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  • Achille Ekeu, CVA, MBA

Why Are Financial Statements Adjustments Important in Business Valuation?

Financial statements are the main documents used in every business valuation. They provide critical information that valuation experts need to perform their duties. However, in many cases the data collected by the analyst are not readily useable for a variety of reasons including accounting type, compensation issues, inventory method used, assets and liabilities issues to name a few.

To correct these issues, the valuation analyst must adjust those data to reflect the true economic financial position and results of operations on a historical and current basis of the company being valued. These adjustments to financial statements affect directly the value of the company therefore; they have to be done with proper care, attention, and professionalism.

Most financial statements adjustments belong to one of six categories as described below.

1- Non-Operating vs. Operating Items

During the valuation of an operating company, non-operating assets on the balance sheet should be separated and treated distinctly from the value of business. When non-operating assets are removed from the balance sheet any income or expense associated with those assets should also be removed from the income statement.

The Fair market value of those non-operating assets should then be added back to the fair market value of the company.

For example some companies have portfolios of marketable securities in their balance sheet. Those should be removed from the balance sheet and any income or expenses removed from the income statement as well. The same goes for non-operating real estate. The fair market value of these marketable securities must be added back to the fair market value of the company.

2- Excess Assets vs. Asset Deficiencies

Excess assets and assets deficiencies should be treated the same way as non-operating assets. This means the value of excess assets should be added back to the value of the company and the value of assets deficiencies should be removed from the company value. In a minority interest situation, a discount for lack of control may be applied due to the fact that the minority owner does not have the power to liquidate the excess assets.

Working capital is another aspect of excess or deficient assets that need to be adjusted if it’s out of industry benchmark range. If working capital is with range no adjustment is necessary.

3- Managing Contingent Assets and Liabilities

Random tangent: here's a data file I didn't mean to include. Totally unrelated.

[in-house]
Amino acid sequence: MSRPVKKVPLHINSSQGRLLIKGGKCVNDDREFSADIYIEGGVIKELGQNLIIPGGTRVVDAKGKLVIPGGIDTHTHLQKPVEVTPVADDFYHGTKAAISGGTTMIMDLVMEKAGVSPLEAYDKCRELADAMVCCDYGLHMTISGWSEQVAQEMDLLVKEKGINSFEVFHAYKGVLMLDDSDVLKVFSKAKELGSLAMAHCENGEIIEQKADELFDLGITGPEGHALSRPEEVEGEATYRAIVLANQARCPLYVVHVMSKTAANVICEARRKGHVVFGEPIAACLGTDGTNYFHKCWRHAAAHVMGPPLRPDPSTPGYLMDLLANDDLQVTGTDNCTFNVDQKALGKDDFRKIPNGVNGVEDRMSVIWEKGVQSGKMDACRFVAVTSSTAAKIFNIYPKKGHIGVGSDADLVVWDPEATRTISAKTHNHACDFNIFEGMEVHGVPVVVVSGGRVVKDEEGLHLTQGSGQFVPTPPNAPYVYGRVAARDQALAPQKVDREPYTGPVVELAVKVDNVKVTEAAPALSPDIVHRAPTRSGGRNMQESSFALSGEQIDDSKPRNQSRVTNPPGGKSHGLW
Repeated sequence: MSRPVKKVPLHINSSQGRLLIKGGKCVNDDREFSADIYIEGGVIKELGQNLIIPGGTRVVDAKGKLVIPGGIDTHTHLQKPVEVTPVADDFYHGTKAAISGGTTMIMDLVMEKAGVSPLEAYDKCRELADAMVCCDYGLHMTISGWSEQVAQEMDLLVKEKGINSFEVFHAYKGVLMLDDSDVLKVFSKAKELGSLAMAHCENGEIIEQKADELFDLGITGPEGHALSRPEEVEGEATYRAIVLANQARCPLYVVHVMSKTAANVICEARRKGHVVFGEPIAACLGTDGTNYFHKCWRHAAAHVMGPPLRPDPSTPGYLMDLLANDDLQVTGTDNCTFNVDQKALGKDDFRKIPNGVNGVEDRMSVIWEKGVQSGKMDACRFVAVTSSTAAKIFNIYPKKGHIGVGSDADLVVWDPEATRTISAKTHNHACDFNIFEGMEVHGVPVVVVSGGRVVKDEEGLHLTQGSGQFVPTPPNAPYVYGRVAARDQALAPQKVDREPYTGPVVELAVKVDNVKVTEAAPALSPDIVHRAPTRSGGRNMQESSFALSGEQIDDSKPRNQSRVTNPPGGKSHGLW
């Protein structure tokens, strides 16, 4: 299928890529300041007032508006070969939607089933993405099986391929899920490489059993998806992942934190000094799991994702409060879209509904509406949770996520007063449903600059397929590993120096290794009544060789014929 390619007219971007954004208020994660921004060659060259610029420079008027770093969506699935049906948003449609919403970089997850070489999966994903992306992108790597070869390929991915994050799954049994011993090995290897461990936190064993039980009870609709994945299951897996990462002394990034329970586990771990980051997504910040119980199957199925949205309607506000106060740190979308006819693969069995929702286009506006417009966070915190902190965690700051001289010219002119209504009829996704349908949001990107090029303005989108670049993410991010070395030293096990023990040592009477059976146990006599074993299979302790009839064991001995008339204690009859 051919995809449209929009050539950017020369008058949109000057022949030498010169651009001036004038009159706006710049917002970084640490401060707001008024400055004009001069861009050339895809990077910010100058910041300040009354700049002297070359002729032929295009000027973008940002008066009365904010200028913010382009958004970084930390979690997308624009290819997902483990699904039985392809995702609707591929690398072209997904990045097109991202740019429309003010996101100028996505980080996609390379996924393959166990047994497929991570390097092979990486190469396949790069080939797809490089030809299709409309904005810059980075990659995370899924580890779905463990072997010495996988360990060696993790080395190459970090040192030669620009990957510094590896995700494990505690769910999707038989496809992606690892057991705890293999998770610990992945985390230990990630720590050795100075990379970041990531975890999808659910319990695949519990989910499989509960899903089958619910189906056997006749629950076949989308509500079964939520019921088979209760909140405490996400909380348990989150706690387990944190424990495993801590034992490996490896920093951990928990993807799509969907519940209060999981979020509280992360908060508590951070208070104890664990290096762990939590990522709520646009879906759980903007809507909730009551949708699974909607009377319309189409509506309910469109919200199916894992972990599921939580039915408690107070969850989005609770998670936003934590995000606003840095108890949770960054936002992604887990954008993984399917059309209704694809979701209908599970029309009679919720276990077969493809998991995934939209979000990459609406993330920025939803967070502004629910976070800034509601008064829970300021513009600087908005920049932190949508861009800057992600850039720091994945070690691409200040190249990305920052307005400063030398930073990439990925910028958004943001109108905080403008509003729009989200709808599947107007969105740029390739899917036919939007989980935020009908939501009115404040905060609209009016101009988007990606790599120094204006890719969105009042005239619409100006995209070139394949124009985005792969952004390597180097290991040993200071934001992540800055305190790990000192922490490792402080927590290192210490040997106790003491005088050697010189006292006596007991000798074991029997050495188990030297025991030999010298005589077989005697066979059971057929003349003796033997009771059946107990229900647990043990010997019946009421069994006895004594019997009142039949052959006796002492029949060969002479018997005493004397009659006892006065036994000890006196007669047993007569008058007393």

Many companies have contingent liabilities and some have contingent assets. Contingent liabilities or contingent losses are potential losses due to a lawsuit in which the company is likely to lose. They arise due to environmental issues, product liability lawsuits, and actual and potential lawsuits. Contingent assets are potential assets associated with a potential gain for example in a lawsuit in which the company may win an estimated dollar amount. The Analyst must adjust them appropriately.

4- Adjusting Cash Basis Statements to Accrual Basis Statements

Many companies, mainly small businesses, and professional practices use cash-basis accounting. This means that revenues and expenses are recorded when they are received or paid instead of when they are incurred. The accrual-basis accounting records revenues and expenses when they are earned, measurable, and collectible, based on the accounting principle of matching costs with related revenues. Most valuations use accrual basis accounting therefore, adjustments have to be made to meet the valuation standard.

5- Normalizing Adjustments

Presenting data in conformance with GAAP and removing nonrecurring items are the main ideas behind normalizing adjustments. The main goals are to be able to compare companies on the same basis and present financial data consistently over time. Some normalizing adjustments include:

  • Non-recurring gains and losses (fire, flood, strikes, litigation costs, payments or recoveries, Gain or loss on sale of business assets, Discontinued operations)

  • Inventory accounting methods (First In, First Out (FIFO), Last In, First Out (LIFO) and others)

  • Depreciation Methods

  • Depletion methods and schedules

  • Timing of recognition of revenues and expenses

  • Policies regarding capitalization or expensing of various costs

  • And more…

6- Controlling Adjustments

Some adjustments can only be made in a controlling owner or potential owner situation. This is because the minority owner generally can not force a change in the management and/or the capital structure of the company. Some of those adjustments include:

  • Excess or deficient compensation and perquisites

  • Gains, losses, or cash realization from sale of excess assets

  • Change in capital structure

Some experts believe that even in minority owner situations, these controlling adjustments should be made, to have comparability across the board between companies regardless of the level of value. Only after that, can the minority interest factors be handled separately as a minority discount.

Achille Ekeu, MBA, CVA


The Washington Valuation Group (WVG)

Achille Ekeu is a Certified Valuation Analyst (CVA) member of the National Association of Certified Valuators and Analysts (NACVA) in the DC-MD Chapter. He provides valuation services for Estate and Gift Tax, Purchase, Sale of business, Debt Financing, Buy-Sell Agreements, and Litigation Support in Divorce/Shareholders disputes cases. He can be contacted by phone at 240-274-9570 or by email at

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